When air leaks from the Engine Air Intake Hose , less air enters the engine. This reduces the power and performance of the engine. Your vehicle may feel underpowered or like it’s losing acceleration.
Rough idling or stalling.
If the air leak is severe enough, the engine may have trouble idling smoothly or stall completely, especially when first starting up.
Check engine light comes on.
The on-board diagnostics system will detect problems with the engine sensor readings caused by an air leak and illuminate the check engine light.
Loose or damaged intake hoses can allow unmetered air into the engine, creating vacuum leaks. This fools the engine computer and affects engine performance and fuel economy.
More unburned hydrocarbons escape in the exhaust when there are air leaks, increasing emissions and harming the environment.
Loss of fuel economy.
The engine has to burn more fuel to make up for the leakage of air and unmetered vacuum. So your gas mileage suffers significantly.
In extreme, long-term cases, an intake hose leak can lead to more serious engine damage by allowing unburned fuel or thick oil to enter the combustion chamber. This includes damage to spark plugs, valves, pistons and cylinder walls.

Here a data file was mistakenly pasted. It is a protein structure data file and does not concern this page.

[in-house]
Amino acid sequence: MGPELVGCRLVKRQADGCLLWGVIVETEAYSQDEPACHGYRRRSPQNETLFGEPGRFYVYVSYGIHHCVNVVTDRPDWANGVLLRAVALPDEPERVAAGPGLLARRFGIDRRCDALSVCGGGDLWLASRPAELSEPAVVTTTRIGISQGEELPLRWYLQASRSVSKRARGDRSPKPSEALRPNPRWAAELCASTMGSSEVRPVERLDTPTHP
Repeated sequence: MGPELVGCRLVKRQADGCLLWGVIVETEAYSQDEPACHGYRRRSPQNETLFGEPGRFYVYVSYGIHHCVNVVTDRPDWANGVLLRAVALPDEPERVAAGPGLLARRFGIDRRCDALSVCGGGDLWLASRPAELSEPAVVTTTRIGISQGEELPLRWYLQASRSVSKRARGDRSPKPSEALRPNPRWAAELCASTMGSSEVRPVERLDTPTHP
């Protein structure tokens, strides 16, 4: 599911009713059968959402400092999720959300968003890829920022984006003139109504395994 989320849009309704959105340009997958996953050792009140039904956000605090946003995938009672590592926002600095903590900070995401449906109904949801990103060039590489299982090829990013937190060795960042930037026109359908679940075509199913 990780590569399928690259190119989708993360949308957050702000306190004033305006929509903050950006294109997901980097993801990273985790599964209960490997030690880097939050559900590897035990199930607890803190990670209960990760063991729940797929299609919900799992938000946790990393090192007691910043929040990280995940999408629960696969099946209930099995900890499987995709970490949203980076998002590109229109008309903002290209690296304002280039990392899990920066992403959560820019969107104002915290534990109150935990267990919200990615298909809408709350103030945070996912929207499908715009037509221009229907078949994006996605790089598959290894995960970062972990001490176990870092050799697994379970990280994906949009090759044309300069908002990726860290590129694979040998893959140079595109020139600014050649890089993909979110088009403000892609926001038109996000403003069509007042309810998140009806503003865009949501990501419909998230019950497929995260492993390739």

Difficulty maintaining idle speed.
The idle speed control system has trouble keeping the idle speed steady when there are air leaks present. The idle may flutter up and down.
Rough engine idle quality.
There are audible changes in the idle sound and quality, indicating the uneven burning of the air-fuel mixture due to the air leakage.
The solution is to inspect silicone air intake hose, air filters and air intake components for any tears, cracks, abrasions or loose connections and seal or replace damaged parts as needed to eliminate air leaks. Fixing leaks early on will prevent larger problems down the road.